BELGIUM/EUROPE. Some 93,000 flights could be grounded and 20 million passengers lost in the event of a disorderly Brexit, ACI Europe President Dr Michael Kerkloh has warned.

Kerkloh said that Britain crashing out of the EU without a deal would mean that up to €2.1 billion would be lost in GDP and 43,000 jobs could disappear.

Michael Kerkloh said the European airport industry faces ‘burning issues’ including Brexit, drones and airlines’ calls for lower charges.

Kerkloh, who is also CEO of Munich Airport, was speaking to delegates at the annual New Year reception in the European Parliament. He noted that other “burning issues”, including geopolitical risk, disruption caused by drones and a lack of “accord” in the European Commission’s approach to airport capacity all threaten the resilience of air traffic and the airports industry.

We do understand that if the UK leaves the EU without an agreement, the status quo cannot be an option. But we are worried about the contingency measures proposed on the EU side,” Kerkloh said.

“In particular, freezing airline capacity will hurt connectivity and consumers on both sides.”

He commended the “impressive resilience” of air traffic last year but cautioned that this strength may be “running out of steam” amid the prospect of a no-deal Brexit on 29 March, when the UK is scheduled to leave the bloc.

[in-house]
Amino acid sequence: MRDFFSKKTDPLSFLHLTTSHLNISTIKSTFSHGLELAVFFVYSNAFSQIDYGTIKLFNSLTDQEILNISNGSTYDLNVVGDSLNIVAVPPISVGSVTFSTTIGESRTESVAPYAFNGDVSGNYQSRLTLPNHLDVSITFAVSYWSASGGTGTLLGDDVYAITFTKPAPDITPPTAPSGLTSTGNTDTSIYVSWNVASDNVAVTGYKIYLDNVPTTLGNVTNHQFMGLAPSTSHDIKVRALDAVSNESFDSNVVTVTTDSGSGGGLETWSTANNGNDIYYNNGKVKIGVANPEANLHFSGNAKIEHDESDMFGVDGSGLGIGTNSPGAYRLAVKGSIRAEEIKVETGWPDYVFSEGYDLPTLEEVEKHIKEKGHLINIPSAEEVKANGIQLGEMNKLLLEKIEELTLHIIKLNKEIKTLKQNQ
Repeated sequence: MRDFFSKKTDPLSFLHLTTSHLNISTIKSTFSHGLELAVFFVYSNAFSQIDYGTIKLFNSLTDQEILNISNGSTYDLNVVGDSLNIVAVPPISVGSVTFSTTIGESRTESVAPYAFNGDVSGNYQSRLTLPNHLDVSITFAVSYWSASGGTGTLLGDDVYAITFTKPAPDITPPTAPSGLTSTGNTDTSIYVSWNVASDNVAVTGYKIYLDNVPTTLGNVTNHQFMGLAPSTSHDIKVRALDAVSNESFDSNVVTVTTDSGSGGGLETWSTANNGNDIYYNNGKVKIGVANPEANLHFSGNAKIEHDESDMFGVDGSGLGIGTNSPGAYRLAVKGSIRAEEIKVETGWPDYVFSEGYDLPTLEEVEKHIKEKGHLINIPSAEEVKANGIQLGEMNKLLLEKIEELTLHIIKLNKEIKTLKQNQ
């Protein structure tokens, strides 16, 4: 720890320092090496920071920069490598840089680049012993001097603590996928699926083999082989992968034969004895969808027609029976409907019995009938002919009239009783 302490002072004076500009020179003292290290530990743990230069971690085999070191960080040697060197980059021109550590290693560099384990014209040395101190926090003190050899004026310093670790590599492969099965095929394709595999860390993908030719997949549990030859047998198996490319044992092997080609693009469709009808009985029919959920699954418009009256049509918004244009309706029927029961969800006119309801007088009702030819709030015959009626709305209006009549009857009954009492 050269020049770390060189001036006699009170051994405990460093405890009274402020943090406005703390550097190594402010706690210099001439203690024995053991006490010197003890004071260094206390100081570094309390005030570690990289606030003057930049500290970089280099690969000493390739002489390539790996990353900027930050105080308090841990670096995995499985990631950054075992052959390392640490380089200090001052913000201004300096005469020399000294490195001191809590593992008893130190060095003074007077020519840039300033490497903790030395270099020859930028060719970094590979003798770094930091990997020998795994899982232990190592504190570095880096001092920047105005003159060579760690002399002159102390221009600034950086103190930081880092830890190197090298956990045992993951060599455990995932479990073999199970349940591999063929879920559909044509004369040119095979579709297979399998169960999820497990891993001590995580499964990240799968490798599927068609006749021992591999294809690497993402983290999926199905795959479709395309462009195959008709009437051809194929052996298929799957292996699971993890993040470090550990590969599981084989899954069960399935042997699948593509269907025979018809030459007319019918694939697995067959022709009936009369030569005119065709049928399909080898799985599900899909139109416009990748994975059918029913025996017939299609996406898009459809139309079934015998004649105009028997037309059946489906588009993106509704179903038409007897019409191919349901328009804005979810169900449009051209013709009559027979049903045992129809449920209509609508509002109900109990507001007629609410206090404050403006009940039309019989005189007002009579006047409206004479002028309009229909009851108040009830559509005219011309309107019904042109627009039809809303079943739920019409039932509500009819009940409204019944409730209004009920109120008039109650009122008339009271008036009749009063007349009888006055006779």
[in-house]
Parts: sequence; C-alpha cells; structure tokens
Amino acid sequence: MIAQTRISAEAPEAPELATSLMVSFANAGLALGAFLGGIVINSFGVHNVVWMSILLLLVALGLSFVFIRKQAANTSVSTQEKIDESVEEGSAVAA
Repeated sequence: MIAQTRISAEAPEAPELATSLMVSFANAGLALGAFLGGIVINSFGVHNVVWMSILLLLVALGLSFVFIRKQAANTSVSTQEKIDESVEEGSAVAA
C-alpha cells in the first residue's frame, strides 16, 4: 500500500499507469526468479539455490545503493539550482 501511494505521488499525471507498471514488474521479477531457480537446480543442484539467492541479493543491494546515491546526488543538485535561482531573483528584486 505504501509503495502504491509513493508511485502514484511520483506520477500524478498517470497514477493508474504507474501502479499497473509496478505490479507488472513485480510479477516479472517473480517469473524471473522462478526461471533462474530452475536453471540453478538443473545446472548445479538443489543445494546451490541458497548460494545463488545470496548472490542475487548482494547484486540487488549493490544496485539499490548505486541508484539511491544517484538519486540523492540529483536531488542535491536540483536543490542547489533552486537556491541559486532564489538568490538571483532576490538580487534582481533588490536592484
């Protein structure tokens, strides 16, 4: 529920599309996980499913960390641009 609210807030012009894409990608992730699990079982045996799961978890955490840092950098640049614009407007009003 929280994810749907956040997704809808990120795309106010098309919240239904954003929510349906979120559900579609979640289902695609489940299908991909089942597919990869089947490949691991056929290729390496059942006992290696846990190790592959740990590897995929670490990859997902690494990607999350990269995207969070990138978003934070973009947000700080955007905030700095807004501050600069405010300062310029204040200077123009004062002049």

On the EU side, larger airports and big cities might withstand the shock. But medium-sized and smaller airports and their regional communities will be much more affected – as their exposure to the UK can be very significant,” Kerkloh added.

“Let’s not forget that behind these contingency measures there are people’s lives and jobs. We feel that we need more balance in these contingencies.”

Drones recently disrupted flights at London’s Gatwick and Heathrow airports. Kerkloh called for “no-drone zones” to be established around European airports and suggested that “geofencing”, a technology that facilitates the remote disabling of drones, should become mandatory.

He also warned that airlines’ consistent calls for lower airport charges threaten “the development of quality infrastructure needed to accommodate air transport demand over the next 20 years”.

Kerkloh added: “It is no surprise that these calls coincide with airlines being increasingly less supportive of airport capacity developments and also opposing slot allocation reform.

“All this comes down to creating market conditions [that] limit airline competition and allow them to charge more in airfares and ancillaries. I doubt this is what consumers and our communities expect from an efficient European aviation market.”

The European Commission will soon release its own evaluation report of the current EU Directive on Airport Charges.

As reported, with the growing possibility of a no-deal exit, travel retail industry campaigners are stepping up the pressure on the UK government to ensure the platform is in place for a revival of duty free sales between the UK and EU from 29 March, when the UK is scheduled to leave the bloc.